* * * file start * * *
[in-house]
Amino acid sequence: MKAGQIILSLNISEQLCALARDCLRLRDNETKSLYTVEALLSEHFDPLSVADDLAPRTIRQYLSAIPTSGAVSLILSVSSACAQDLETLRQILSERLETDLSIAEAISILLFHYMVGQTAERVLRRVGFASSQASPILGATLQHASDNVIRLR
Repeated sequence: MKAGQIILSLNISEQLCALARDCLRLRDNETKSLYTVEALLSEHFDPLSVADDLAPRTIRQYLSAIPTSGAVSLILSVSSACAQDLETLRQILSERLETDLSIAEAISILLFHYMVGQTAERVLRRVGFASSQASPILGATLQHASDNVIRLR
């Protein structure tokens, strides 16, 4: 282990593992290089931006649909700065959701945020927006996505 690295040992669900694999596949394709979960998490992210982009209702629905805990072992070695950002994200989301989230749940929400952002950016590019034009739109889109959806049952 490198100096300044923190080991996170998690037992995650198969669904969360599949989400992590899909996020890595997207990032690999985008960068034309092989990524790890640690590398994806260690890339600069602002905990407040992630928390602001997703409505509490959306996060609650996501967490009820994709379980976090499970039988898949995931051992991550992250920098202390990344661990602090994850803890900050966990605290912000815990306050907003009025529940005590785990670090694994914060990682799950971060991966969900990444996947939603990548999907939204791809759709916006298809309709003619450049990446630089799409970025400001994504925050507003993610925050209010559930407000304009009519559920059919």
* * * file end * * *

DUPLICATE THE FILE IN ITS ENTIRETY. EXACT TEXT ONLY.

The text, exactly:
[in-house]
Amino acid sequence: MKAGQIILSLNISEQLCALARDCLRLRDNETKSLYTVEALLSEHFDPLSVADDLAPRTIRQYLSAIPTSGAVSLILSVSSACAQDLETLRQILSERLETDLSIAEAISILLFHYMVGQTAERVLRRVGFASSQASPILGATLQHASDNVIRLR
Repeated sequence: MKAGQIILSLNISEQLCALARDCLRLRDNETKSLYTVEALLSEHFDPLSVADDLAPRTIRQYLSAIPTSGAVSLILSVSSACAQDLETLRQILSERLETDLSIAEAISILLFHYMVGQTAERVLRRVGFASSQASPILGATLQHASDNVIRLR
């Protein structure tokens, strides 16, 4: 282990593992290089931006649909700065959701945020927006996505 690295040992669900694999596949394709979960998490992210982009209702629905805990072992070695950002994200989301989230749940929400952002950016590019034009739109889109959806049952 490198100096300044923190080991996170998690037992995650198969669904969360599949989400992590899909996020890595997207990032690999985008960068034309092989990524790890640690590398994806260690890339600069602002905990407040992630928390602001997703409505509490959306996060609650996501967490009820994709379980976090499970039988898949995931051992991550992250920098202390990344661990602090994850803890900050966990605290912000815990306050907003009025529940005590785990670090694994914060990682799950971060991966969900990444996947939603990548999907939204791809759709916006298809309709003619450049990446630089799409970025400001994504925050507003993610925050209010559930407000304009009519559920059919």